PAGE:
At the time of the book’s publication in 1969, ‘the whole south-east Asian ingredient thing was a problem. You had to be devoted. You had to be really keen on the food to make the effort of finding ingredients.’ Brissenden bought dried spices and made her own coconut milk from desiccated coconut.

‘The big difference came after the end of the Vietnam War when the Indo-Chinese refugees came to Australia. Their main entry into economic life in Australia was through food, not only in restaurants but in bringing food into the country.’

In the decades since the book was first published Brissenden has found that much has changed within Asia itself. The most obvious changes in terms of its food has been the loss of culinary skills brought about by rapid urbanisation.

‘When I was first in Indonesia, Malaysia and Thailand in the 1960s there was very little in the way of electricity. You might have had a kerosene stove if you were wealthy, otherwise it was charcoal.

‘They were rural economies and the capitals were just emerging from the colonial period. People lived in extended families, they had cooks, they had grandmothers who supervised and were in control of the culinary activities in the household. Culinary knowledge, skill and activity were all passed down through the generations.’

Today, in cities such as Jakarta and Bangkok, there are more nuclear families and few servants. It takes a long time to negotiate the traffic to get to work, so people often have breakfast in the car or stop at a street market to pick up dinner on the way home.

‘Supermarkets have whole bags and refrigerators full of ingredients already packed, and there’s the attraction for American fast food. There’s much less cooking done in the household, and this has meant a huge loss of skills.’

Brissenden says such changes are inevitable, and that it can’t be wrong for people to enjoy greater choices and a growing affluence. But she is worried that south-east Asia is following a similar path to that of western countries. The original south-east Asian cuisines showed great eclecticism, having been built on a ‘large number of fascinating influences and an assertion of individual development of culinary heritage, and I find it a pity that that is being lost.’

Given her academic background, it is not surprising that Brissenden takes a scholarly approach to her research, though her writing is far from tedious.

From the outset, Brissenden has been intrigued by the culinary patterns of south-east Asia: ‘There are individual cuisines in the various countries but also echoes between countries.’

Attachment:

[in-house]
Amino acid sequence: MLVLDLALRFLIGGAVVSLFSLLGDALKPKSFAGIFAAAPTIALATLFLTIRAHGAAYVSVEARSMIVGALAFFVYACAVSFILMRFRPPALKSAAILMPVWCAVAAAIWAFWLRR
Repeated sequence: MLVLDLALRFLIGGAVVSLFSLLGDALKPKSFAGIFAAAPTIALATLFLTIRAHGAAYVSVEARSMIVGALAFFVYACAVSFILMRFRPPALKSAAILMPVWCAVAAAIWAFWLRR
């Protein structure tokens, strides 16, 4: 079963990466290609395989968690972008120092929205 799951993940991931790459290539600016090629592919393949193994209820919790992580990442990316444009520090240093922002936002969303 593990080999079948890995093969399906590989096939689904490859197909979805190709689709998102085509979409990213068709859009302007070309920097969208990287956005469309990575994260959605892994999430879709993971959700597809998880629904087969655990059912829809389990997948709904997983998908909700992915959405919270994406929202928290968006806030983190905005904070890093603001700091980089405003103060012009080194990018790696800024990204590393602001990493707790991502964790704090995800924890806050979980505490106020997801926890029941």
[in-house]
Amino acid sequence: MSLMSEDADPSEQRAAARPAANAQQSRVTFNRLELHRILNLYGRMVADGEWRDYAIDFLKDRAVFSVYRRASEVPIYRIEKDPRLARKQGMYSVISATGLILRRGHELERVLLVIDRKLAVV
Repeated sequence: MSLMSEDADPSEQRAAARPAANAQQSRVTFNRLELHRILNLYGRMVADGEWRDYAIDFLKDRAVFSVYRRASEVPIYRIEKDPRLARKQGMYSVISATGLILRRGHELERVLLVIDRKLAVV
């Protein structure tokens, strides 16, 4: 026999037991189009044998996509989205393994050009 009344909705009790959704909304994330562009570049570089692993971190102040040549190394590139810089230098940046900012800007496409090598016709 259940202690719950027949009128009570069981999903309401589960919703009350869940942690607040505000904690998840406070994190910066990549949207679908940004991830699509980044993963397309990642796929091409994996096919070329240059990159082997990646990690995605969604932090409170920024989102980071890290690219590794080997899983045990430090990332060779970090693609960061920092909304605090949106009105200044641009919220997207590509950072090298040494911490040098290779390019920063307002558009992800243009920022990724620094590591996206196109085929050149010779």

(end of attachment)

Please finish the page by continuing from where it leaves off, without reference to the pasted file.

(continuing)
This has led her to examine trade and migration patterns and the role they play in the evolution of the various cuisines. Brissenden says that while the cuisines of each country display individual characteristics, an overall regional character is also recognisable, as a consequence of common historical, cultural and ecological experiences. She believes that with people’s increasing familiarity with Asian ingredients and flavours, there are many who ‘want to go a bit deeper’ with their cooking and who seek more substance in the books they buy.

Rather than organising her recipes into categories such as soups and main dishes, she has arranged them according to ingredients and the ways in which they are cooked. Part of her reasoning was that a category such as soups is an odd notion in this context: ‘really they are just wet dishes ... some we might identify as soups, some as stews’. But she also hopes that by organising the book in this way, it allows readers to better develop their expertise.

‘South-east Asian cooks don’t have recipe books, they taste everything individually. They make their own spice pastes and adjust the five basic flavours—sweet, sour, salty, hot and bitter—to their own taste, and this is something I’ve tried to encourage in this book. People should not take the measures as being authoritative.’

Brissenden admits that entertaining with south-east Asian food is often difficult, since the shopping and preparation is time-consuming.

‘If you are cooking this kind of food you do have to immerse yourself in it,’ she said. ‘I’ve given shortcuts but I have to say I do believe that spending a bit more time cooking in a relaxed way is coming back in. A lot of people who are working very hard find it extremely relaxing to do something completely different.’  ?

South-East Asian Food by Rosemary Brissenden, has been revised and re-released by Hardie Grant, isbn 1 740 66013 7, rrp $49.95.

Christine Salins is a Canberra based freelance writer. She edited The Canberra Times Food & Wine supplement from 1994–2003.

Rosemary Brissenden will eat almost anything—except perhaps the termites, procured from a
rotten stump, offered to her while living in a village in Thailand.